Before I go on into my “thesis”, I want to acknowledge something: This is not a movie about 4 friends being black out drunk and the comedy that ensues from that or an outright warning about alcohol and its dangerous attributes. There are great elements of both extremes in this movie, but Vinterberg and co-writer Tobias Lindholm wanted to something more; something different. According to Vinterberg himself (https://www.goldderby.com/feature/thomas-vinterberg-another-round-oscar-video-interview-transcript-1204142785/), alcohol is the engine that drives the story and the means by which it explores friendship and life in a certain point, where routine and plans stop having curiosities and risks. Personally, I stopped drinking alcohol beyond a couple of units since a long time ago and don’t necessarily condone how the movie depicts the substance, but I also don’t think it is harmful or less sensitive on the subject either; despite our difference in opinions, I actually think there is more nuance in this movie’s depiction of alcohol than most other movies I’ve seen with that subject being the focus. In all cases, showing just the negatives or positives of something condenses the various elements to their most basic form and rejects the audience a chance to actually interact with a difficult subject; alcohol is a substance that can lead to addiction and destroy lives, but so do many things in life and exploring that in a satisfying and meaningful way rarely comes down to “don’t do it”.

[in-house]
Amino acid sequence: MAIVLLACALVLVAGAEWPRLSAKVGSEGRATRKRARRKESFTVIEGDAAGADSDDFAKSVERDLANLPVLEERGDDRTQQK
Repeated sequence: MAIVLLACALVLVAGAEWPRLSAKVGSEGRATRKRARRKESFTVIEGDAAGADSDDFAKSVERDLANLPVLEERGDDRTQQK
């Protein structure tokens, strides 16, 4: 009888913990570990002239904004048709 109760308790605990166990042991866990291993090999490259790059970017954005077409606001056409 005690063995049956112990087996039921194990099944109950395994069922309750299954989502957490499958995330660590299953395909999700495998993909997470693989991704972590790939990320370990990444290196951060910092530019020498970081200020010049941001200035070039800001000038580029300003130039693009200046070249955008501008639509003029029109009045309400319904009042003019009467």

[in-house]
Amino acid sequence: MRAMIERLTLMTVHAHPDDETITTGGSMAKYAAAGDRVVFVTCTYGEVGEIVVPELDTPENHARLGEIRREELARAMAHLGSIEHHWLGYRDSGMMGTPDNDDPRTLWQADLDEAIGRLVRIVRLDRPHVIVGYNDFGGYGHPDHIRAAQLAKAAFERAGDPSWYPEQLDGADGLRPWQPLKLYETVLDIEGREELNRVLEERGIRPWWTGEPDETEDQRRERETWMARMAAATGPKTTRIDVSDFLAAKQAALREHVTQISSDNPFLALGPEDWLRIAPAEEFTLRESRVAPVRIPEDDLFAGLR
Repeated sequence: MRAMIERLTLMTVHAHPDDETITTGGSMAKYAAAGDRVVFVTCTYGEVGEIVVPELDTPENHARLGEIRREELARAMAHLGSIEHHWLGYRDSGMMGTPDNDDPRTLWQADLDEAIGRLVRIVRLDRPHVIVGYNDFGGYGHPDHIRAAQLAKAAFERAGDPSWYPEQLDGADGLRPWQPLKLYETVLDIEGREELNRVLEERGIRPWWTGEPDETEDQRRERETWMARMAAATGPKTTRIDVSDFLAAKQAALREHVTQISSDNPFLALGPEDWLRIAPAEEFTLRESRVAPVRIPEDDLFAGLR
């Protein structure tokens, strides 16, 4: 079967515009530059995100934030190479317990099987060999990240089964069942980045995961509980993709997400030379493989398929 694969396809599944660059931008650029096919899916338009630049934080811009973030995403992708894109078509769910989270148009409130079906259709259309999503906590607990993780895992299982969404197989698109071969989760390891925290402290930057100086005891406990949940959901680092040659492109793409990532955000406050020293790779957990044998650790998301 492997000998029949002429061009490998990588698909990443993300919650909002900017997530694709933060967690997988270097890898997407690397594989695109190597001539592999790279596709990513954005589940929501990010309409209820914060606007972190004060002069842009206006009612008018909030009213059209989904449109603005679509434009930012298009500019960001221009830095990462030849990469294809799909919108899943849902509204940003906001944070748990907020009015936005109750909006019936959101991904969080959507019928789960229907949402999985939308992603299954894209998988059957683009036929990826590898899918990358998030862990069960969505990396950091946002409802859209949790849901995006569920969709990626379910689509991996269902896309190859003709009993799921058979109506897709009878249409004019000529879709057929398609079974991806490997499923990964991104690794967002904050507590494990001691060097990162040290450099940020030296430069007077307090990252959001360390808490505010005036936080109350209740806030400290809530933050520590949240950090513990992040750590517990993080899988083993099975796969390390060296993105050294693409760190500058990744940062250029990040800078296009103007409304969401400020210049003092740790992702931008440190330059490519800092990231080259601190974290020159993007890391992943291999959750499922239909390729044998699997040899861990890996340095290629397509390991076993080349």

So, how do the characters, their crises, alcohol, and midlife sadness, interact in the movie? I chose Martin and Thomas to showcase the duality of reactions to alcohol, because I think their stories are the most interesting to explore – which is not to suggest that Peter and Nikolaj are less interesting, because they are not, but if I don’t want to write a novel-length article, I have to limit myself! Martin’s sadness is shown as stemming from his passiveness in recent years; he makes no effort to appeal to his students, his children and wife are unaware of his presence and don’t care about his schedule, his own friends lament the time he was a go-getter – someone who was going to get a grand for research and a PhD, a dancer. At Nikolaj’s 40th birthday dinner, he rejects the notion of even having one drink to toast to his best friend, and being confronted with that reality of him being boring and passive, he breaks down and shows the first signs of depression. After Nikolaj mentions the theory of a Norwegian psychiatrist about alcohol, Martin is at a point in his life where if he does not act, if he does not drop his guard and shows that he cares, he will lose everything he worked for; alcohol allows him to find the desire and the means to act. However, alcohol cannot reverse time and the damage was already done; his wife is cheating on him, and his desires to relive the adolescence freedom he used to enjoy lead him (and his friends) down a path that costs them dearly. Martin is sad because he wasted his best years compromising and being comfortable in a situation that worked for him, and regardless of how much he does now those years and what he will lose because of that will never come back.